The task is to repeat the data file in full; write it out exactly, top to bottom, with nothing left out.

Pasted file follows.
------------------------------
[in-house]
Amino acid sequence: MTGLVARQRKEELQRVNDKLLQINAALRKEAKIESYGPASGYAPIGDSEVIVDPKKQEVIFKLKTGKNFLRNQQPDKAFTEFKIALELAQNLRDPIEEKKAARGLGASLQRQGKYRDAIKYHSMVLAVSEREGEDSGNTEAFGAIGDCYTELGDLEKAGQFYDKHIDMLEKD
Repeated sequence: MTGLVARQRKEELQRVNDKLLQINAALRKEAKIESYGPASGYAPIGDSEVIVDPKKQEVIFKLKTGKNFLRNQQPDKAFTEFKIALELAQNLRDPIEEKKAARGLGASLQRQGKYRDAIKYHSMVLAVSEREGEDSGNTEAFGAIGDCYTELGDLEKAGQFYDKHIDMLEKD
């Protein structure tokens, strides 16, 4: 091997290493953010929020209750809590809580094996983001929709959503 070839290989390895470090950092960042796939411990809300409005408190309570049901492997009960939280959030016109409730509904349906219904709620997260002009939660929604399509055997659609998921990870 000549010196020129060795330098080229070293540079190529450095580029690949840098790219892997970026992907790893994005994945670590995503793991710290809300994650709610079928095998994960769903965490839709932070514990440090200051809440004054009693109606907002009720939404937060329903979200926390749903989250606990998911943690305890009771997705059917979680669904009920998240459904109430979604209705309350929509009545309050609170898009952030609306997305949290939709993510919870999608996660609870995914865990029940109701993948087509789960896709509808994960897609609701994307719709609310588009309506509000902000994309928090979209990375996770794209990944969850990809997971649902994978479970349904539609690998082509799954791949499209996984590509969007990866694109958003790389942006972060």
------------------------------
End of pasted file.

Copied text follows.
[in-house]
Amino acid sequence: MTGLVARQRKEELQRVNDKLLQINAALRKEAKIESYGPASGYAPIGDSEVIVDPKKQEVIFKLKTGKNFLRNQQPDKAFTEFKIALELAQNLRDPIEEKKAARGLGASLQRQGKYRDAIKYHSMVLAVSEREGEDSGNTEAFGAIGDCYTELGDLEKAGQFYDKHIDMLEKD
Repeated sequence: MTGLVARQRKEELQRVNDKLLQINAALRKEAKIESYGPASGYAPIGDSEVIVDPKKQEVIFKLKTGKNFLRNQQPDKAFTEFKIALELAQNLRDPIEEKKAARGLGASLQRQGKYRDAIKYHSMVLAVSEREGEDSGNTEAFGAIGDCYTELGDLEKAGQFYDKHIDMLEKD
């Protein structure tokens, strides 16, 4: 091997290493953010929020209750809590809580094996983001929709959503 070839290989390895470090950092960042796939411990809300409005408190309570049901492997009960939280959030016109409730509904349906219904709620997260002009939660929604399509055997659609998921990870 000549010196020129060795330098080229070293540079190529450095580029690949840098790219892997970026992907790893994005994945670590995503793991710290809300994650709610079928095998994960769903965490839709932070514990440090200051809440004054009693109606907002009720939404937060329903979200926390749903989250606990998911943690305890009771997705059917979680669904009920998240459904109430979604209705309350929509009545309050609170898009952030609306997305949290939709993510919870999608996660609870995914865990029940109701993948087509789960896709509808994960897609609701994307719709609310588009309506509000902000994309928090979209990375996770794209990944969850990809997971649902994978479970349904539609690998082509799954791949499209996984590509969007990866694109958003790389942006972060």